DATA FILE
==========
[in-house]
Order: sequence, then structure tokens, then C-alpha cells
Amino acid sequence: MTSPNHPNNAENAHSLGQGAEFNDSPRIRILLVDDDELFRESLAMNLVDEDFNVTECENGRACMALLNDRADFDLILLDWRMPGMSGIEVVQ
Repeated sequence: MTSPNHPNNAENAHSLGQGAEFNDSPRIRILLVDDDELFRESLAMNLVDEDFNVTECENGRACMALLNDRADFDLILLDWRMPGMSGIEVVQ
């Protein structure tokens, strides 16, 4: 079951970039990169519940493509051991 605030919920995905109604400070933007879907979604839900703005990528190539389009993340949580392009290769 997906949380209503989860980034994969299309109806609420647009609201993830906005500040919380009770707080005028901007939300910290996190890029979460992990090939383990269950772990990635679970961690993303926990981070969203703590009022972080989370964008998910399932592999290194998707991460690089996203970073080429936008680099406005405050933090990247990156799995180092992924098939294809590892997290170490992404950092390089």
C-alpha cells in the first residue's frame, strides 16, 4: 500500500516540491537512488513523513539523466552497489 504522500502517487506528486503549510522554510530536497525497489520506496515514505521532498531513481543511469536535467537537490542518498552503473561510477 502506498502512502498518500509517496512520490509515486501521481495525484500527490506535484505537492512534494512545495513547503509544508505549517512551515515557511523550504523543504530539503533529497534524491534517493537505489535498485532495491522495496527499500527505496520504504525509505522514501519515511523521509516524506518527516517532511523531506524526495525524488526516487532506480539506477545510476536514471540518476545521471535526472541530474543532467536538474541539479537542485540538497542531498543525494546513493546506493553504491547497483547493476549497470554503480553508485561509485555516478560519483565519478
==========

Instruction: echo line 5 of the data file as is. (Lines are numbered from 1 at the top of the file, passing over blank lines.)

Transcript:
């Protein structure tokens, strides 16, 4: 079951970039990169519940493509051991 605030919920995905109604400070933007879907979604839900703005990528190539389009993340949580392009290769 997906949380209503989860980034994969299309109806609420647009609201993830906005500040919380009770707080005028901007939300910290996190890029979460992990090939383990269950772990990635679970961690993303926990981070969203703590009022972080989370964008998910399932592999290194998707991460690089996203970073080429936008680099406005405050933090990247990156799995180092992924098939294809590892997290170490992404950092390089």